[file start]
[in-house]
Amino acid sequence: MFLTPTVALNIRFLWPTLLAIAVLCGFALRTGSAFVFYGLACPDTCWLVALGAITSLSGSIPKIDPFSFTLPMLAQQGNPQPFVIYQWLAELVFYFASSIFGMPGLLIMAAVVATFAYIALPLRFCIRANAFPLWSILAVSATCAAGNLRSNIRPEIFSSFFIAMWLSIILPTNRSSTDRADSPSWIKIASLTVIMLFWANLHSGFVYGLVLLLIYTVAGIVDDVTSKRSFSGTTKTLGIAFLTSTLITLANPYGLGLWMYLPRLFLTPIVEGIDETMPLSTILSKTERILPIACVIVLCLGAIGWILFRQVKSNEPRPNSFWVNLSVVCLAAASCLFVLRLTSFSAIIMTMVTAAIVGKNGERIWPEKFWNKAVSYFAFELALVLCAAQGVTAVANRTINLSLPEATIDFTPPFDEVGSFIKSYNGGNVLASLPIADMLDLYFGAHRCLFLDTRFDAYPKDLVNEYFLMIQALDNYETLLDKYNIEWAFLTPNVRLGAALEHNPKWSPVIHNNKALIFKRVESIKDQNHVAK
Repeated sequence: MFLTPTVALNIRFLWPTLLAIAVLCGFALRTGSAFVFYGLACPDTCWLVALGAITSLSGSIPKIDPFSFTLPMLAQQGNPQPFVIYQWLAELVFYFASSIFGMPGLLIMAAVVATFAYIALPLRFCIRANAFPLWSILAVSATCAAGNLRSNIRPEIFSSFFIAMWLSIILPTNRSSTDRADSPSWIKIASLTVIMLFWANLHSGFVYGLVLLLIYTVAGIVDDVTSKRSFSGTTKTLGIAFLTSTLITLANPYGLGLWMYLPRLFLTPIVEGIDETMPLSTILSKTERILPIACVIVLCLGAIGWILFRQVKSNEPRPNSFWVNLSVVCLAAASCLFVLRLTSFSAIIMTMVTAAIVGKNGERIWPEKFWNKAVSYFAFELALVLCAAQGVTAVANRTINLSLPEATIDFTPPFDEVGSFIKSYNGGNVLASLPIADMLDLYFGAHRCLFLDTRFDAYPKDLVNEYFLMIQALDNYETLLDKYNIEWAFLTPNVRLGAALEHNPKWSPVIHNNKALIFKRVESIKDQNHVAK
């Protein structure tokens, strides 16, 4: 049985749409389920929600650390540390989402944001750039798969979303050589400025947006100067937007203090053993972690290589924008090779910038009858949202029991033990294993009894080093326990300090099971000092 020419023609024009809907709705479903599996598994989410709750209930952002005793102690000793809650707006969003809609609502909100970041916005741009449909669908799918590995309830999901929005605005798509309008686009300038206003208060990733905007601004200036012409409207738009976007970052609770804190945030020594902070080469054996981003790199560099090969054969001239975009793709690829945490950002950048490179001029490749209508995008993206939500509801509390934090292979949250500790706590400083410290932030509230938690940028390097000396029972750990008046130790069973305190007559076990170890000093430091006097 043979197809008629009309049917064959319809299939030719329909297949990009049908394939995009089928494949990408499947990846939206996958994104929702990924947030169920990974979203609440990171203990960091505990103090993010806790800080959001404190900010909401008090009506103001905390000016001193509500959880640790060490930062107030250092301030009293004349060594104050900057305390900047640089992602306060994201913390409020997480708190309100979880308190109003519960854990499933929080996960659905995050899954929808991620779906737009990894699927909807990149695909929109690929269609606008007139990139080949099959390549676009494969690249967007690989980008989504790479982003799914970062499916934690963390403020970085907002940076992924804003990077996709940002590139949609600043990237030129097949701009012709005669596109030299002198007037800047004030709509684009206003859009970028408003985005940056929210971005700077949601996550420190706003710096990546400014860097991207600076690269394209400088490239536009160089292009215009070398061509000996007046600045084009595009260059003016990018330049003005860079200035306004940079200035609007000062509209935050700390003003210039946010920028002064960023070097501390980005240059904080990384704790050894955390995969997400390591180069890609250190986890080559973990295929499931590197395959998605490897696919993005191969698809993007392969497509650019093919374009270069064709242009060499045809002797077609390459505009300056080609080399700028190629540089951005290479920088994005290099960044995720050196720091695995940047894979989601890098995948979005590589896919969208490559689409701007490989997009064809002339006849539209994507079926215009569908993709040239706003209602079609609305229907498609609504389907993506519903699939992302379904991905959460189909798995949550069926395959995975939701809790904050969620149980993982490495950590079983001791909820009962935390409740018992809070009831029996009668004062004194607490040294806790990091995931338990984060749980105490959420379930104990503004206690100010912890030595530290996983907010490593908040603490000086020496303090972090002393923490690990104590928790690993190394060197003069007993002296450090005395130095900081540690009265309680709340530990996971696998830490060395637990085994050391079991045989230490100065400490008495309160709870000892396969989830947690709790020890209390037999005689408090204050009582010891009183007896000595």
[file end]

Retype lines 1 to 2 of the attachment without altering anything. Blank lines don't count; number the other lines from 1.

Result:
[in-house]
Amino acid sequence: MFLTPTVALNIRFLWPTLLAIAVLCGFALRTGSAFVFYGLACPDTCWLVALGAITSLSGSIPKIDPFSFTLPMLAQQGNPQPFVIYQWLAELVFYFASSIFGMPGLLIMAAVVATFAYIALPLRFCIRANAFPLWSILAVSATCAAGNLRSNIRPEIFSSFFIAMWLSIILPTNRSSTDRADSPSWIKIASLTVIMLFWANLHSGFVYGLVLLLIYTVAGIVDDVTSKRSFSGTTKTLGIAFLTSTLITLANPYGLGLWMYLPRLFLTPIVEGIDETMPLSTILSKTERILPIACVIVLCLGAIGWILFRQVKSNEPRPNSFWVNLSVVCLAAASCLFVLRLTSFSAIIMTMVTAAIVGKNGERIWPEKFWNKAVSYFAFELALVLCAAQGVTAVANRTINLSLPEATIDFTPPFDEVGSFIKSYNGGNVLASLPIADMLDLYFGAHRCLFLDTRFDAYPKDLVNEYFLMIQALDNYETLLDKYNIEWAFLTPNVRLGAALEHNPKWSPVIHNNKALIFKRVESIKDQNHVAK